As a US Company operating domestically, you might not be worrying too much about the European Union’s General Data Protection Regulation (the “GDPR“), scheduled to go into effect in May of 2018. However, if you are collecting EU consumer data, you would be wise to plan ahead and adapt because the financial penalties for non-compliance are very significant. The GDPR applies to any entity that processes personal data about an EU resident in connection with the offer of goods or services in the EU or the monitoring of behavior in the EU. Even if you never set foot on European soil, If your activities fit this description, this law might apply to you.
In general, the GDPR sets a high standard for consent. The goal is to offer people genuine choice and control over how their personal data is used. Specifically, the GDPR defines consent as, “any freely given, specific, informed and unambiguous indication of the data subject’s wishes by which he or she, by a statement or by a clear affirmative action, signifies agreement to the processing of personal data relating to him or her.” It goes further than prior regulations in that it also requires keeping records of consent, clarity and prominence of consent requests, the right to withdraw consent, and avoiding making consent a condition of a contract. So, what exactly is required for consent to be valid under the GDPR? What exactly is “informed and unambiguous” consent? What is “clear affirmative action?” In early March, the Information Commissioner’s Office, the United Kingdom’s independent body which regulates privacy rights in the United Kingdom (the “ICO”), offered some clarity. According to the ICO, valid consent must be:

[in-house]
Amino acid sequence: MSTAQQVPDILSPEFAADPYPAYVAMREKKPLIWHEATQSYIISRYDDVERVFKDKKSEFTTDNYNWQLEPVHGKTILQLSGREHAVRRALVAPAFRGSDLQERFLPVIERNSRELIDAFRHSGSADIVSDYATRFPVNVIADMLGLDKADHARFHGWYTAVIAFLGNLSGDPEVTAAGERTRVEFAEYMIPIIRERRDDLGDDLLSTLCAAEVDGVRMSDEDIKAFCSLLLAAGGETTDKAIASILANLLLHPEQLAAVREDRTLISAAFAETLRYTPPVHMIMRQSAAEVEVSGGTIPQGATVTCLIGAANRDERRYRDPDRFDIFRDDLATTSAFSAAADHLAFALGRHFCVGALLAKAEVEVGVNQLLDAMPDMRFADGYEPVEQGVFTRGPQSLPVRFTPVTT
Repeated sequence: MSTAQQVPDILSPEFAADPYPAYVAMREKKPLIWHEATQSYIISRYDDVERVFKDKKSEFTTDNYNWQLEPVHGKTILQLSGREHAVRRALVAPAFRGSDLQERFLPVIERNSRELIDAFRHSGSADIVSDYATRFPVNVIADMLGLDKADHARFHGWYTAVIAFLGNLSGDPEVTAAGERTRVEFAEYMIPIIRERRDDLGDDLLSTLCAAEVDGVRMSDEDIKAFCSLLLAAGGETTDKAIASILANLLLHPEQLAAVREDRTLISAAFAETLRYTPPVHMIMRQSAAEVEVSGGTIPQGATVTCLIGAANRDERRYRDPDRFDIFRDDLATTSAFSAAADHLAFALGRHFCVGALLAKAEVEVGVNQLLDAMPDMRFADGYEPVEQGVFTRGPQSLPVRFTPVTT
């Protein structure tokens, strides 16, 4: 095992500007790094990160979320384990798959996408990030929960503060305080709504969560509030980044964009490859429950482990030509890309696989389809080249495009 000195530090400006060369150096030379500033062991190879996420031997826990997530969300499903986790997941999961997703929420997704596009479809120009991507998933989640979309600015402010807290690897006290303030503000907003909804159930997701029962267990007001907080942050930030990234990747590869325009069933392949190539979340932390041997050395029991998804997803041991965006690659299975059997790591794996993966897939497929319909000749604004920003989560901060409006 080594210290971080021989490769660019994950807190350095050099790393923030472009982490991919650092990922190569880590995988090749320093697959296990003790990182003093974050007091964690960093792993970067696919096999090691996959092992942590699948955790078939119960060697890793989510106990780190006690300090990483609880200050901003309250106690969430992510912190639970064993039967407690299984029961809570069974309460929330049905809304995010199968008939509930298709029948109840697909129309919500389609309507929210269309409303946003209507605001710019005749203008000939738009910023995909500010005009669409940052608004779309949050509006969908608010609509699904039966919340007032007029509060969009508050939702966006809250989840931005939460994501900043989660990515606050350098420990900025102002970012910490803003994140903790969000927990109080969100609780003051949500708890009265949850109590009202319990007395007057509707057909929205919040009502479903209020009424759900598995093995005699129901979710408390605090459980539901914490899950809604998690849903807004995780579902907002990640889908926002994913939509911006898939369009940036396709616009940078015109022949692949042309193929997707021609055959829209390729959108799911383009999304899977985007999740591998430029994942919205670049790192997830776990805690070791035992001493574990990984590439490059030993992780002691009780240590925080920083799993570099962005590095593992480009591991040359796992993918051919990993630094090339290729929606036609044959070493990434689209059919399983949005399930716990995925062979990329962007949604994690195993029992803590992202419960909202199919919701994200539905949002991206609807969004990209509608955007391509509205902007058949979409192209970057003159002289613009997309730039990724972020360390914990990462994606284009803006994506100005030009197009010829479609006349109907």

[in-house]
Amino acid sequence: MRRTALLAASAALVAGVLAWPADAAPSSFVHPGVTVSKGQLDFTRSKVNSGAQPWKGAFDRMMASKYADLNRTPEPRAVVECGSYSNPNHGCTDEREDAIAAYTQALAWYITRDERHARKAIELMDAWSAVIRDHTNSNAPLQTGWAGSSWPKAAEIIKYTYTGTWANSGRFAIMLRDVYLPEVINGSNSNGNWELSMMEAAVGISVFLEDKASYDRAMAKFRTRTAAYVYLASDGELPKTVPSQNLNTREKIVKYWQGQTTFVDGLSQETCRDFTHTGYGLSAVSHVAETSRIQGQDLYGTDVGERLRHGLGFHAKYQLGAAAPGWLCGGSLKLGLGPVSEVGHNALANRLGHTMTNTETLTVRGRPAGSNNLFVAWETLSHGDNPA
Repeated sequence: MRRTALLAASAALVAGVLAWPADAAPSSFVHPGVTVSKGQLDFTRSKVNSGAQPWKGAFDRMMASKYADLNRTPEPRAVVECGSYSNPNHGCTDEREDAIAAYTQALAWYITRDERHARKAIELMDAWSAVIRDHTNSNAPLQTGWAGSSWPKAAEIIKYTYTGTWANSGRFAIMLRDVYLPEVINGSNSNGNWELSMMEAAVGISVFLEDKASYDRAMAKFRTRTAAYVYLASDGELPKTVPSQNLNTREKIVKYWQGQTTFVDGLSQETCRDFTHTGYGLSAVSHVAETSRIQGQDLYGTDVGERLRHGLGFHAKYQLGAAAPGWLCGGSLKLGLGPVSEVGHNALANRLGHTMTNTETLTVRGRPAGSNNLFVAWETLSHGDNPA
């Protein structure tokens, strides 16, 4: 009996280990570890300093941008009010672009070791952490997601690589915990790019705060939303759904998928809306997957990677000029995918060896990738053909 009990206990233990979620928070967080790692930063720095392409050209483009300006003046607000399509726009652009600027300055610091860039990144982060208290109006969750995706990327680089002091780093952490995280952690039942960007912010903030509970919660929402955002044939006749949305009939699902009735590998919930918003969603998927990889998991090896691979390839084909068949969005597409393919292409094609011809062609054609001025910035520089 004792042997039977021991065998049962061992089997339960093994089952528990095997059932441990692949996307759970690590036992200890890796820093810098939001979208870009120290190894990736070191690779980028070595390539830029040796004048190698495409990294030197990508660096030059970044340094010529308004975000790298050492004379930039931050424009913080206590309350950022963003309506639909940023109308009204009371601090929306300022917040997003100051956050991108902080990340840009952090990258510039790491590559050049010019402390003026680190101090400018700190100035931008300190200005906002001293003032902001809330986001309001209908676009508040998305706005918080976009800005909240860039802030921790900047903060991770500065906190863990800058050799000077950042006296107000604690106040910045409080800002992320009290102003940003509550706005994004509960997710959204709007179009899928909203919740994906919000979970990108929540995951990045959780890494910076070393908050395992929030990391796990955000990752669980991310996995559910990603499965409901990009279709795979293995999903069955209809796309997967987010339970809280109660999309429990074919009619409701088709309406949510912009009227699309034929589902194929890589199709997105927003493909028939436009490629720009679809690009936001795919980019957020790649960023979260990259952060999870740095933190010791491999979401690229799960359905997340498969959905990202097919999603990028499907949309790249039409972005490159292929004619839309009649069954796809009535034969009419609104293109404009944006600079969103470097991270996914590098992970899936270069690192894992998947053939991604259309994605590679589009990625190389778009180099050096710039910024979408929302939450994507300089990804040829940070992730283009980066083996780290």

Unbundled. This means consent must be separate from other terms and conditions and may not be a precondition of signing up to a service unless necessary for that service.
Active. Pre-ticked opt-in boxes are not valid. In contrast, unticked opt-in boxes or similar active opt-in methods (for example, a binary choice given equal prominence) are sufficient. The key point here is that all consent must be opt-in consent. Failure to opt out will not be considered consent.
Granular. There must be separate consent options for different processing operations and different purposes. If purposes or activities evolve beyond what was originally specified, consents will have to be renewed.
Named. Organizations and any third parties relying on consent must be precisely named (categories will not be sufficient).
Documented. Records must be kept to demonstrate what the individual has consented to, including what they were told and how they consented.
Easy to Withdraw. People must be informed of their right to withdraw consent and it must be easy to do so.
No Imbalance in the Relationship. Consent cannot be freely given if there is an imbalance in the relationship between the individual and the controller.
Can Companies Continue to Use Previously Collected Data? For those companies wondering whether they can continue to use data obtained prior to the effective date of the GDPR, the answer might not be the one you want to hear. While there is no need to repaper consents that meet GDPR standards and are properly documented (provided that mechanisms are added to make withdrawal of consent easy), if existing consents don’t meet GDPR standards or are poorly documented, you will need to seek fresh, compliant consent for your processing or stop processing altogether.
What Are the Penalties for Non-Compliance? Companies who rely on invalid or inappropriate consent may find themselves open to substantial fines under the GDPR which states that infringements of the basic principles for processing personal data, including conditions for consent are subject to administrative fines which could be as large as 20 million Euros (approximately 21.6 million dollars), or 4% of your total revenues, whichever is higher.
For US Companies used to a little more freedom and flexibility around the collection and use of personal data, if European Data is being collected, those days may be gone. The implementation of systems that comply with GDPR will require technical and administrative changes that may be costly and may take time. However, because the penalty for non-compliance is so great, it is important that plans are made to ensure compliance before the GDPR becomes effective.